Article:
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It’s difficult to get your head around the numbers in the dark market of loyalty fraud.
But, when more than 70% of a $238 billion market is at risk of being stolen overnight, with a quick phone call or a few clicks of the keyboard, it’s time to pay attention.
Update: This story originally ran on October 27. On November 3, stories began appearing on hotel and security news sites about a hack of Hiton’s HHonors program.
Members of the program have been reporting random charges on their HHonors credit cards and points being stolen from their accounts. Apparently, some hackers are getting some nice free vacations in Bora Bora.
Points aren’t just scores, and miles are more than distance traveled. Loyalty program credits are currency, every bit as good as cash; they were travel’s Bitcoin long before the e-currency was dreamt up.
According to a January 2013 report by International Travel News, at the end of 2004, The Economist estimated that there were 14 trillion unused miles/points accumulated worldwide. This figure was revised up by CNBC to 15 trillion frequent-flyer miles outstanding by 2011, and on the following year the Economist and WebFlyer increased that number of unredeemed miles to 23.8 trillion. The same ITN report cites the Economist assessing the value of outstanding miles at more than $700 billion, by 2005, “about equal to that of all of the printed US currency in circulation worldwide at the time.”
In dollars and cents, each mile is valued around $0.01, bringing the value of the 23.8 trillion unredeemed miles in the 2011 Economist and WebFlyer assessment to $238 billion.
This high-value, unregulated currency is under attack from fraudsters, who exploit the loopholes and security gaps of the banks in which points and miles accounts are stored.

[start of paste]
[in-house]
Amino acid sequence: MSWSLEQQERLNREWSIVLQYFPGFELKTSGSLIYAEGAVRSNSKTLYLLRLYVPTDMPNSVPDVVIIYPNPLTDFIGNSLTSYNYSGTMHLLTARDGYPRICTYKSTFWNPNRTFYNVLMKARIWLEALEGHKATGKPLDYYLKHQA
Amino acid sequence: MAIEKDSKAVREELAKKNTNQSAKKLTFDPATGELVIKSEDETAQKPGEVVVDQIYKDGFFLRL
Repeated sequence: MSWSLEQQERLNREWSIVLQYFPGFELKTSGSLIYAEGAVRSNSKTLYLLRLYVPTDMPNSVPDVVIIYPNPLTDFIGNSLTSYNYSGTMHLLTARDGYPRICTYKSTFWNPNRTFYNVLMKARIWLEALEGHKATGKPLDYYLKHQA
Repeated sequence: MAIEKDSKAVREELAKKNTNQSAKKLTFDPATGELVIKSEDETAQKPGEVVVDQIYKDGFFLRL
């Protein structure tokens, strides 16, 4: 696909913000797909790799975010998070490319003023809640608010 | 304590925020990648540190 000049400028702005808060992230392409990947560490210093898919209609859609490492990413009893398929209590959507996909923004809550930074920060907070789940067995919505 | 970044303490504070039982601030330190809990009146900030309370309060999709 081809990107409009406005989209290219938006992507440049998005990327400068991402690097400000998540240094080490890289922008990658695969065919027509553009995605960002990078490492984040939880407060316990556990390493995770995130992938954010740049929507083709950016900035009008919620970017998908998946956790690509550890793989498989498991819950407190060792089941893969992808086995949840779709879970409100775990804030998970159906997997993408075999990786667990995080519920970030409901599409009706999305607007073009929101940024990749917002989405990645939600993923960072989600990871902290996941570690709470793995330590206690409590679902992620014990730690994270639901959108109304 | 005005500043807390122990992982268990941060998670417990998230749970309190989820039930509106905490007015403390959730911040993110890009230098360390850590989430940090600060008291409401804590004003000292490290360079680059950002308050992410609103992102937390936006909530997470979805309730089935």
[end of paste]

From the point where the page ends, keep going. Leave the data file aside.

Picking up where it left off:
We spoke with experts in this field to grasp the scope of the exposure and discuss emerging solutions.
“These crimes are valued less by the authorities because there’s no real money,” CellPoint Mobile CEO, Kristian Gjerding explains. “It’s a legal grey zone, because you can’t call the police or prosecute as you would with other crimes.”
Gjerding puts the grey zone in black and white, citing figures from Consumer Reports. “Worldwide, more than 70 frequent flyer programs have about 300 million members.” There’s a lot to steal and a lot of potential victims of fraud, but the systems which can be exploited are a manageable number. Learn to crack one system, it’s easy to crack others. All of them have common vulnerabilities. And in each one, there are millions of accounts to steal from.
Michael Smith, Managing Partner, Ai Group, Inc., reports that 72% of airline loyalty programs have been prey to fraudsters, and that 30% say the problem is growing each year.
He agrees with Gjerding about the difficulties of getting the authorities to respond, and understands that it’s hard for many to think of points and miles as currency, but he insists that’s how we should think of them. “Miles were already the fourth biggest currency in the world years ago,” he tells us. “They are currencies.” Smith points out that, not only can points and miles be exchanged for goods and services, but, in some programs, they can even be redeemed as cash.